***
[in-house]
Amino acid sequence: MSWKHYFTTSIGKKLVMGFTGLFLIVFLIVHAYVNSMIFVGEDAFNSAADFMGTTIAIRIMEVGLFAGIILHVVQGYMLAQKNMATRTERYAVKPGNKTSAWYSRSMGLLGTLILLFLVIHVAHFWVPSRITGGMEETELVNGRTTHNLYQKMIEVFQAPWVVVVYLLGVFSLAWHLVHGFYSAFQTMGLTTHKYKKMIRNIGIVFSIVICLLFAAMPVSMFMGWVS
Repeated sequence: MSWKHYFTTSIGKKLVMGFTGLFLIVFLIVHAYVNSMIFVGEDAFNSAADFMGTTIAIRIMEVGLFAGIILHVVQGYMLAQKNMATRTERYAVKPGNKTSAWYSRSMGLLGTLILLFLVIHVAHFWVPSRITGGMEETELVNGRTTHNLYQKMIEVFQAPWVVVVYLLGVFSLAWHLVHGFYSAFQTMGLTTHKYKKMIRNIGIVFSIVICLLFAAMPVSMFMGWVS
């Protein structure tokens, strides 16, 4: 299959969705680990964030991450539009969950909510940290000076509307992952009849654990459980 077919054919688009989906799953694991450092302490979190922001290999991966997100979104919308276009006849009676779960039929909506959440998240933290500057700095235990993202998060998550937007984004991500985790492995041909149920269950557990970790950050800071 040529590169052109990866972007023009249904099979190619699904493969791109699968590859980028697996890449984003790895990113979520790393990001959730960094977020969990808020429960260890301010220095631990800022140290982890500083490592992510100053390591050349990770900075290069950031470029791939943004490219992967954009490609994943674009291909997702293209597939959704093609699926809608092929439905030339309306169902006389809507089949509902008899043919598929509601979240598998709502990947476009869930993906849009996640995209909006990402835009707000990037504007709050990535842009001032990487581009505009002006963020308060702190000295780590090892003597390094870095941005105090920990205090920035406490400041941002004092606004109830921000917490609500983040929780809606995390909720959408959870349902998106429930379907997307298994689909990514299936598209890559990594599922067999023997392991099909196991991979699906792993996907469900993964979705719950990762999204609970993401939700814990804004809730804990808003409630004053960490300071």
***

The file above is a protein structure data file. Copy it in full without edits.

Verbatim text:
[in-house]
Amino acid sequence: MSWKHYFTTSIGKKLVMGFTGLFLIVFLIVHAYVNSMIFVGEDAFNSAADFMGTTIAIRIMEVGLFAGIILHVVQGYMLAQKNMATRTERYAVKPGNKTSAWYSRSMGLLGTLILLFLVIHVAHFWVPSRITGGMEETELVNGRTTHNLYQKMIEVFQAPWVVVVYLLGVFSLAWHLVHGFYSAFQTMGLTTHKYKKMIRNIGIVFSIVICLLFAAMPVSMFMGWVS
Repeated sequence: MSWKHYFTTSIGKKLVMGFTGLFLIVFLIVHAYVNSMIFVGEDAFNSAADFMGTTIAIRIMEVGLFAGIILHVVQGYMLAQKNMATRTERYAVKPGNKTSAWYSRSMGLLGTLILLFLVIHVAHFWVPSRITGGMEETELVNGRTTHNLYQKMIEVFQAPWVVVVYLLGVFSLAWHLVHGFYSAFQTMGLTTHKYKKMIRNIGIVFSIVICLLFAAMPVSMFMGWVS
């Protein structure tokens, strides 16, 4: 299959969705680990964030991450539009969950909510940290000076509307992952009849654990459980 077919054919688009989906799953694991450092302490979190922001290999991966997100979104919308276009006849009676779960039929909506959440998240933290500057700095235990993202998060998550937007984004991500985790492995041909149920269950557990970790950050800071 040529590169052109990866972007023009249904099979190619699904493969791109699968590859980028697996890449984003790895990113979520790393990001959730960094977020969990808020429960260890301010220095631990800022140290982890500083490592992510100053390591050349990770900075290069950031470029791939943004490219992967954009490609994943674009291909997702293209597939959704093609699926809608092929439905030339309306169902006389809507089949509902008899043919598929509601979240598998709502990947476009869930993906849009996640995209909006990402835009707000990037504007709050990535842009001032990487581009505009002006963020308060702190000295780590090892003597390094870095941005105090920990205090920035406490400041941002004092606004109830921000917490609500983040929780809606995390909720959408959870349902998106429930379907997307298994689909990514299936598209890559990594599922067999023997392991099909196991991979699906792993996907469900993964979705719950990762999204609970993401939700814990804004809730804990808003409630004053960490300071």